Communication Is Key to Restoring Investor Trust

Article excerpt

Byline: Chris Versace, SPECIAL TO THE WASHINGTON TIMES

In the past few months, there has been a combination of concern and scrutiny about whether or not corporate management teams are working with the company's shareholders in mind or simply running the company in their own interest. I suspect the reality of the situation falls somewhere in the middle.

As an investor in public companies and a shareholder in those that meet the grade and become part of our portfolio, I favor companies that have management teams that are not only motivated and properly incentivized to run a profitable and growing business but are also responsible stewards of the business for the long run rather than ones that focus on risky, short-term benefits.

At the same time, we have to recognize whose job it is to oversee the management team of a public company, and that responsibility falls on the shoulders of the board of directors. These individuals are elected as not only stewards of the company from a financial and business perspective but also to serve as overseers of the management team. However, there are times when board members are not as independent as shareholders would expect.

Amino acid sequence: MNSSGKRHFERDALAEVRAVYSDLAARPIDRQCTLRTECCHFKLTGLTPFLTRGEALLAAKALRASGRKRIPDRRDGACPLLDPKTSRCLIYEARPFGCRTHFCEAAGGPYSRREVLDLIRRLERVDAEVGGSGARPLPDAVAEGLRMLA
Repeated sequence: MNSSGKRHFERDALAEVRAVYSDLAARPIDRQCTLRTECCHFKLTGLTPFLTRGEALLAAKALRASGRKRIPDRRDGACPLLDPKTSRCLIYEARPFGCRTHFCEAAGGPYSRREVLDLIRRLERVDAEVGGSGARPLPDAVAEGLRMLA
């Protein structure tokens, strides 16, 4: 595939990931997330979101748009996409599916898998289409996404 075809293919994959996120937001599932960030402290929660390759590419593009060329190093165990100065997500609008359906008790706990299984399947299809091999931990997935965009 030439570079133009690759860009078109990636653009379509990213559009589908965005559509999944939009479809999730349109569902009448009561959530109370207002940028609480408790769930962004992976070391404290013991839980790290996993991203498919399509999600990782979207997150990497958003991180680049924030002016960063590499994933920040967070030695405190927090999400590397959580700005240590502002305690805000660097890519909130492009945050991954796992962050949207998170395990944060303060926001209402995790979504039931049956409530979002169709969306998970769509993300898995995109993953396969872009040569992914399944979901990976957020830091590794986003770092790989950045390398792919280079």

When they are not, it calls in question the board's ability to fulfill its fiduciary responsibility to company shareholders as well as the trust that they will make prudent, though difficult, decisions that are in the company's best interest not just that for the management team. This is as true in today's environment as it was in previous crises.

As Barbara Franklin, chairman of the board of the National Association of Corporate Directors and former secretary of commerce, has shared, We who are directors have a key role in restoring trust in Corporate America.

Restoring trust is a difficult challenge, especially for directors who have limited contact or dialogue with the shareholders they represent.

Imagine a world where the only contact between voters and their elected officials is an annual open-forum shouting match. This is essentially the situation we face today in Corporate America. It does not serve anyone's interest.

One need only to look to the example of Bank of America's annual shareholder meeting Wednesday: The level of frustration was a clear indication of a broken communication system.

Luckily for investors both professional and individual, there is a new company that is helping boards and shareholders better communicate with each other. …